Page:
Angela Watson

Angela Watson - crop 6-04TEACHING High School in Seattle, Washington
By Angela Watson

The Cordell Hull Foundation has enabled me to broaden my horizons by giving me the opportunity to travel and teach in the United States, to share cultures, teaching experiences, curricula, make new friendships and have the reward of a student saying “thank you for being my teacher.” I would definitely recommend the Cordell Hull Foundation to teachers around the world and thank Marianne Mason for her outstanding work, professionalism and devotion.

I arrived in August 2000 thinking that I would only be teaching in the U.S. for a year. I had previously taught American History for fifteen years in Melbourne, Australia and had always wanted the opportunity to teach in America! So this was it! I am now in my second year of teaching high school in Seattle and absolutely love it!
Teaching in the U.S. for the past two years has been rewarding and challenging. I have made many new friends and have thoroughly enjoyed the involvement and friendliness of students, teachers and parents. The advice that I would give to other exchange teachers is be a part of the Cordell Hull experience! Be prepared, ask questions, get involved in as much of the extra curricula activity of the school as your schedule allows, take time to reflect, keep a diary or make a scrap book of your experiences!

Teaching World History has made it pertinent to incorporate Cordell Hull into my curriculum. I talk to the freshmen about World War Two and Cordell Hull’s involvement in Pearl Harbor, as he was Secretary of State during that period. Students also do a research paper about his life and great achievements as a statesman of the United States.

Teaching in America is very different from teaching in Australia. For instance, there are no school uniforms. The day begins earlier (8 am compared to 9am) and ends earlier here (2.30pm compared to 3.15pm). I teach at a Catholic school. Students must study religion every day. They have the opportunity to go to chapel every day. This is a very important part of their education and it also enriches their lives by teaching them values and an understanding of the underprivileged world around them.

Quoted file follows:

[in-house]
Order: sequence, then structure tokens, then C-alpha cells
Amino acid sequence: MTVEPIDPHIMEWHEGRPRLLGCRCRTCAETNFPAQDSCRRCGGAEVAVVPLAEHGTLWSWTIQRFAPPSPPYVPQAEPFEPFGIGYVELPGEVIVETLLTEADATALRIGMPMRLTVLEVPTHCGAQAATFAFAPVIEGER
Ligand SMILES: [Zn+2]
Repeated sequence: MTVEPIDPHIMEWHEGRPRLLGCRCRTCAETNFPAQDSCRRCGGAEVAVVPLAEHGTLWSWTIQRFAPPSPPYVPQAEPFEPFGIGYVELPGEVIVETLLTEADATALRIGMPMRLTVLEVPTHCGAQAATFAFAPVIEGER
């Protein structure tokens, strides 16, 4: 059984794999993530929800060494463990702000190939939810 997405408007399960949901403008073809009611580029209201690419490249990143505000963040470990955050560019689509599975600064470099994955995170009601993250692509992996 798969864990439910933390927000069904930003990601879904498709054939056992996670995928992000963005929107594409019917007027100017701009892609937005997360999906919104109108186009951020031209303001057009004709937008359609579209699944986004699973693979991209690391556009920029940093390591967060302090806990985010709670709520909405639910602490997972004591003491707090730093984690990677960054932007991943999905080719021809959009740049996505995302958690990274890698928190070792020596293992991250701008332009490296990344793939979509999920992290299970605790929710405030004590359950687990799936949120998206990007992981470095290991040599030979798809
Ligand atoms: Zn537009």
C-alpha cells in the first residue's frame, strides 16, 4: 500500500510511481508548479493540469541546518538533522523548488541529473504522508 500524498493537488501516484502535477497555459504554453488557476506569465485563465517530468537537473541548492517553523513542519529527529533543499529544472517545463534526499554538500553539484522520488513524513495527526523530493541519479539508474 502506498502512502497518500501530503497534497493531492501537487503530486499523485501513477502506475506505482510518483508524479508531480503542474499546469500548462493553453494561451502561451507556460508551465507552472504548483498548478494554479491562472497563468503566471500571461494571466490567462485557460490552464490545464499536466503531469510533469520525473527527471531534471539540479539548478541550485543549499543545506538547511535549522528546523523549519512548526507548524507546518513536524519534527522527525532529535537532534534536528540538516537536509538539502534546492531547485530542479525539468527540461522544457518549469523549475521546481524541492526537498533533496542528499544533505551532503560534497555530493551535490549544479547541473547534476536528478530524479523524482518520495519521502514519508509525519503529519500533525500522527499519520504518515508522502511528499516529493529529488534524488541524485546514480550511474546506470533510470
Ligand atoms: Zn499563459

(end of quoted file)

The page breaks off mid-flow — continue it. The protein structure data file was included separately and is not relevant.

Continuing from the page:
Pep Assemblies, Cheer Leaders, Drill Team, Grub Tolo, Girls Club (of which I am the advisor), Pyjama Jam, Halloween, Homecoming ‑ I would have real fun translating these events back home! The school has a tremendous focus on sport and students really enjoy the challenge of competition and seem to thrive on the discipline required to be successful.

When I first began teaching in the United States, the students thought that everyone in Australia had a Koala bear sitting in a gum tree in their backyards and that kangaroos hop across the streets, that Australia was mainly “the outback”, always sunny and everyone practically lived at the beach. I wasted no time in telling them that Melbourne is a thriving metropolis of over 3 million people, green, and I lived an hour from the beach. The only places I have seen Koalas and kangaroos is at the zoo! ! ! !